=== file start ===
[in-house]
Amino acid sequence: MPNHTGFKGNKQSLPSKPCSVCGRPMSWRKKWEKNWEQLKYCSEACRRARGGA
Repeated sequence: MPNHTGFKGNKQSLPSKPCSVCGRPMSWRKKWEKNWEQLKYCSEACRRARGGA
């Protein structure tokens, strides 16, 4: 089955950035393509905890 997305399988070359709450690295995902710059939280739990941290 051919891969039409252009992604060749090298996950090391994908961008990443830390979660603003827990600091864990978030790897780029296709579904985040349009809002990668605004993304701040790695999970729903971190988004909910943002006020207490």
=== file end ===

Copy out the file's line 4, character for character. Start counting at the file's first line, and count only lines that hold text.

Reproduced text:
């Protein structure tokens, strides 16, 4: 089955950035393509905890 997305399988070359709450690295995902710059939280739990941290 051919891969039409252009992604060749090298996950090391994908961008990443830390979660603003827990600091864990978030790897780029296709579904985040349009809002990668605004993304701040790695999970729903971190988004909910943002006020207490």